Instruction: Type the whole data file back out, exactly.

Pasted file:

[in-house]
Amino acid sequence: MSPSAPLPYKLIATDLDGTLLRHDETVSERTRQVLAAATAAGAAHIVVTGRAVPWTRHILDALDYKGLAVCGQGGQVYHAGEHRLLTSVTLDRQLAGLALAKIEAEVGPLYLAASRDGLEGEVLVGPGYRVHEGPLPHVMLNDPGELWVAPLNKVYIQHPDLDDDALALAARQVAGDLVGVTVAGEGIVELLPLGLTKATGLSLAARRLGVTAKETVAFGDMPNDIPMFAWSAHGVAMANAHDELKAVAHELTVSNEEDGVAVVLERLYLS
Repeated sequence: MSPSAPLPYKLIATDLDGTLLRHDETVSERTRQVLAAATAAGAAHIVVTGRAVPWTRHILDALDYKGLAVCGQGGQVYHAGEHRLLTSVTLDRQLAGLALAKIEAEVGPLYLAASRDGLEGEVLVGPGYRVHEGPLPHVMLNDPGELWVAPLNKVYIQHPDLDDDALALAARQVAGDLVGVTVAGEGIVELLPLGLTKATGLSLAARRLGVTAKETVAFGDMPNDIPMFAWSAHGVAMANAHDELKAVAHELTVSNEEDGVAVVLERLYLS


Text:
[in-house]
Amino acid sequence: MSPSAPLPYKLIATDLDGTLLRHDETVSERTRQVLAAATAAGAAHIVVTGRAVPWTRHILDALDYKGLAVCGQGGQVYHAGEHRLLTSVTLDRQLAGLALAKIEAEVGPLYLAASRDGLEGEVLVGPGYRVHEGPLPHVMLNDPGELWVAPLNKVYIQHPDLDDDALALAARQVAGDLVGVTVAGEGIVELLPLGLTKATGLSLAARRLGVTAKETVAFGDMPNDIPMFAWSAHGVAMANAHDELKAVAHELTVSNEEDGVAVVLERLYLS
Repeated sequence: MSPSAPLPYKLIATDLDGTLLRHDETVSERTRQVLAAATAAGAAHIVVTGRAVPWTRHILDALDYKGLAVCGQGGQVYHAGEHRLLTSVTLDRQLAGLALAKIEAEVGPLYLAASRDGLEGEVLVGPGYRVHEGPLPHVMLNDPGELWVAPLNKVYIQHPDLDDDALALAARQVAGDLVGVTVAGEGIVELLPLGLTKATGLSLAARRLGVTAKETVAFGDMPNDIPMFAWSAHGVAMANAHDELKAVAHELTVSNEEDGVAVVLERLYLS